Alarm bells have been rung in the most important corridors of power by the aviation wing of country’s external intelligence agency. At stake are the lives of its key operatives, involved in the gathering of intelligence.
It has been reliably learnt that the Aviation Research Centre (ARC) which functions as a feeder to Research & Analysis Wing (RAW) has raised the red flag on the usage of Russian Mi-8 helicopters. The ARC, which functions under the Cabinet Secretary’s office, has in an urgent missive informed its superior authority the need to ‘phase out and replace four Mi-8s by early next year’. In return as replacement, the agency has sought the Mi17V5s, which the Indian Air Force (IAF) is procuring for itself. A source informed that the government is fully aware of this demand of the ARC and has indicated that the IAF will be asked to procure more for the ARC. “Rather than piecemeal procurement that the ARC does, it is better than an expert organization like IAF will look at it. Anyways they are buying the same helicopter in bulk,” said a source.
However, what may upset the spy agency’s plans, the Indian Air Force (IAF) has informed this correspondent that it has not received any orders for additional procurement. A spokesperson for the IAF said, “We have already procured 80 V5s and an order for 59 more has been placed with Russia which we should receive by 2015-16. But all of these choppers are only for the IAF. No orders for any other organisation have been placed with us.”
The missions of the ARC require its operatives to undertake high altitude flying, especially in border areas and get external intelligence to the RAW. It is this context that several slippages have come to light in the Mi8 helicopters, most of which can be easily attributed to an ageing fleet.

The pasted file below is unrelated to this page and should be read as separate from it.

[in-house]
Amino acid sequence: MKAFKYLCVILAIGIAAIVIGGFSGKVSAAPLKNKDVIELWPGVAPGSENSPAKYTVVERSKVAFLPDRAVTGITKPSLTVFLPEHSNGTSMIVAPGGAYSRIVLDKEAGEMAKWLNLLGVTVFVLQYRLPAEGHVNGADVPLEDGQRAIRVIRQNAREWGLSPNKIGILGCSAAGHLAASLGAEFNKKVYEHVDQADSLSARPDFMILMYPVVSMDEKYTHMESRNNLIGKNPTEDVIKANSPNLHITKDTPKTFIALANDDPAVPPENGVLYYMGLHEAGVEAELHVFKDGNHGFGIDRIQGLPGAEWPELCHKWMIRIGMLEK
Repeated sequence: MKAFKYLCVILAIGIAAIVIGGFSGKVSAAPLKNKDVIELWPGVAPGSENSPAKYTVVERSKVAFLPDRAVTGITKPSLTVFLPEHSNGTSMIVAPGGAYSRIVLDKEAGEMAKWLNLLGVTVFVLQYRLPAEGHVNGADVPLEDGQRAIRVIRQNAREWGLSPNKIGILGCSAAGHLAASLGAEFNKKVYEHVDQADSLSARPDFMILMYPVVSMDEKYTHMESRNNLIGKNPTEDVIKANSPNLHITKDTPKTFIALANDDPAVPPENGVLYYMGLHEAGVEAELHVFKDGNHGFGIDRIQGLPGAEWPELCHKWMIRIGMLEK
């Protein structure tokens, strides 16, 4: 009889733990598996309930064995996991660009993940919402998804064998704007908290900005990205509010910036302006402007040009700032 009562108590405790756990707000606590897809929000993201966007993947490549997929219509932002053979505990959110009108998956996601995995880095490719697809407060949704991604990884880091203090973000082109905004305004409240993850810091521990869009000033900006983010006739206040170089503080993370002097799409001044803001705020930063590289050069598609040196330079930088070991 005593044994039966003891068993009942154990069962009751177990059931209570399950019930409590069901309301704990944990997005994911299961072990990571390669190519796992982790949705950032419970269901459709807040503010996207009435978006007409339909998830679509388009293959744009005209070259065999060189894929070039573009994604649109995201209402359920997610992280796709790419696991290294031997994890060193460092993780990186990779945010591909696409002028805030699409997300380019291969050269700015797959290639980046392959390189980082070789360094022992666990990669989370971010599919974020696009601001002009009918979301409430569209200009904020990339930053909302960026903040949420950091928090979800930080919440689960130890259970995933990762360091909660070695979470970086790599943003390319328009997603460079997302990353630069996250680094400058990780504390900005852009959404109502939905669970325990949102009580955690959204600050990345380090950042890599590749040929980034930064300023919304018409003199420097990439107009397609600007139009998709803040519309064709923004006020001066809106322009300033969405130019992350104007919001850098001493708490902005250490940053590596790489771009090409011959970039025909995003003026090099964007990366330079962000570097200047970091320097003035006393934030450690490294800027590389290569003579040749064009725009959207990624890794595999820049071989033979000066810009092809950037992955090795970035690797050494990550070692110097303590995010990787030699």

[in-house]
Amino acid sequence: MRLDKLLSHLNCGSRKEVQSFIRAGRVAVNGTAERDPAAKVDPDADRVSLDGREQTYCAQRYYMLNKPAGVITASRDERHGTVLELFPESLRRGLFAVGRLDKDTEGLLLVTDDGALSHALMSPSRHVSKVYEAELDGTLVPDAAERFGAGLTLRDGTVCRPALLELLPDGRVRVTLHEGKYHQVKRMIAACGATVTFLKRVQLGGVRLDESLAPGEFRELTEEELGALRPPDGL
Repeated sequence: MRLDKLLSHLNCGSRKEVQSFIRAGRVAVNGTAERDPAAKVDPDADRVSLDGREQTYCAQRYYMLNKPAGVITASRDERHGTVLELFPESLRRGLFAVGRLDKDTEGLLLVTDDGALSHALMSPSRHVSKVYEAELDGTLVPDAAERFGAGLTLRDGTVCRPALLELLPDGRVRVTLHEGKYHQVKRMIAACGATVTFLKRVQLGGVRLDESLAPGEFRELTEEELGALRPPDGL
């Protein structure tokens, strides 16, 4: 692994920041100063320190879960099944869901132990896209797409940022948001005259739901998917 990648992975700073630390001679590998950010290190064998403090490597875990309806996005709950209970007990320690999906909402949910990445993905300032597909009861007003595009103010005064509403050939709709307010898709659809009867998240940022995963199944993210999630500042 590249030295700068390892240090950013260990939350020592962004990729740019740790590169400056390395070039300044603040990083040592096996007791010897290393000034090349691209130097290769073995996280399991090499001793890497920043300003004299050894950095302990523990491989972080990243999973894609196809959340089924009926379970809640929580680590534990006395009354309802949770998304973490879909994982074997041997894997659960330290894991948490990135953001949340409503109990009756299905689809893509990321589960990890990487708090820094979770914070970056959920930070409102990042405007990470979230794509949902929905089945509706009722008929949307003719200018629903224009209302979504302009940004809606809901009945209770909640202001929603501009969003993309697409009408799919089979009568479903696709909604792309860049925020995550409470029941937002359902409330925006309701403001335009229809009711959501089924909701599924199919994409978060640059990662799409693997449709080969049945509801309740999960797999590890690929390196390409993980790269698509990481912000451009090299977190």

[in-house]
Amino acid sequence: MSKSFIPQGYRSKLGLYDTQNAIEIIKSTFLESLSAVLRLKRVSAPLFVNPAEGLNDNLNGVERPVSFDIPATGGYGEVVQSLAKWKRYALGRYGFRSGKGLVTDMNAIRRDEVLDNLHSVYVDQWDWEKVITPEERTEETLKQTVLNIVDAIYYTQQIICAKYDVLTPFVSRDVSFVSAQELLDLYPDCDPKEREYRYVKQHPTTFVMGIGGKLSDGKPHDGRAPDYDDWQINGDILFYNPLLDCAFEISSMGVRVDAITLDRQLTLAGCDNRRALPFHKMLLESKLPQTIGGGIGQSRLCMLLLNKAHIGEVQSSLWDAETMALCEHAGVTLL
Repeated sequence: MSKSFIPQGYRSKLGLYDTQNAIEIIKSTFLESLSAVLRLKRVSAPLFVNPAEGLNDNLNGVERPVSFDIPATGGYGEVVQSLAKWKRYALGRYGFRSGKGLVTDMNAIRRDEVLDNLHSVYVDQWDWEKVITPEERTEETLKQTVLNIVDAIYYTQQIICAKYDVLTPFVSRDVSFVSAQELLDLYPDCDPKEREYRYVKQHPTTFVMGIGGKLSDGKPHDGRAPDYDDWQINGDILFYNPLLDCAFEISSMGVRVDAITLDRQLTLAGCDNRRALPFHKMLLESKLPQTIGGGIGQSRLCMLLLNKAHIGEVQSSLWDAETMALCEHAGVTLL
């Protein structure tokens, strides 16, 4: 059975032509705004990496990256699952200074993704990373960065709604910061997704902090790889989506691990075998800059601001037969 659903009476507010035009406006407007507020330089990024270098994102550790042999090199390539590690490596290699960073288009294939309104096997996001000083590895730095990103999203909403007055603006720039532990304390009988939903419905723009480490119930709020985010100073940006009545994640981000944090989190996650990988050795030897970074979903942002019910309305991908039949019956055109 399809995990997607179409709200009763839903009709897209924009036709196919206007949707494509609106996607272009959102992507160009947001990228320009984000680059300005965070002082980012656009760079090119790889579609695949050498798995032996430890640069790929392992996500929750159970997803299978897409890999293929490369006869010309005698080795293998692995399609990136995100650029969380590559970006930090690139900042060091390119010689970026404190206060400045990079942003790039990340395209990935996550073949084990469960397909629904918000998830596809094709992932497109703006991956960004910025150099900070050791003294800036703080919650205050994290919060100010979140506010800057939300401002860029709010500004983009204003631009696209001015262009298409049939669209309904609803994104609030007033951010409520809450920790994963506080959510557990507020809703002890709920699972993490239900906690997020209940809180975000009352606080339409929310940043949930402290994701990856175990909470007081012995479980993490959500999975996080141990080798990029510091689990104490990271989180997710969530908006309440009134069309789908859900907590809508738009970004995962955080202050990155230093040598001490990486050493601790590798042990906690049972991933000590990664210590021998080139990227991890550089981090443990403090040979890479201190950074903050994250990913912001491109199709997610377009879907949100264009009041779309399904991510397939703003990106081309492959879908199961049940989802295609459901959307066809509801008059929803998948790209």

“We have used these helicopters to the end of their potential. In a few months, by utilizing them we will be jeopardizing the safety of our staff as well as security of the mission,” said a source. The ARC presently operates multiple fixed wing as well as rotor-based aircrafts. Of the approximately 15 helicopters it has, most are of Russian origin, divided equally between the older variants of Mi17s and the Mi8s apart from a few, smaller Chetak helicopters. Since the tasking of the ARC largely pertains to gathering of intelligence along the land borders and beyond, the need for high-powered helicopters which can do high altitude missions can not be over-emphasized.
· Designed in the 1960, comparatively older to the V5 helicopters
· Maximum ceiling: 4500m
· Maximum speed: 250km/h
· Maximum load: 4000 kg
· Relatively newer variant of the trusted Mi17 family from Russia
· Maximum Ceiling: 6000m
· Maximum speed: 230 km/h
· Maximum load: 4000 kg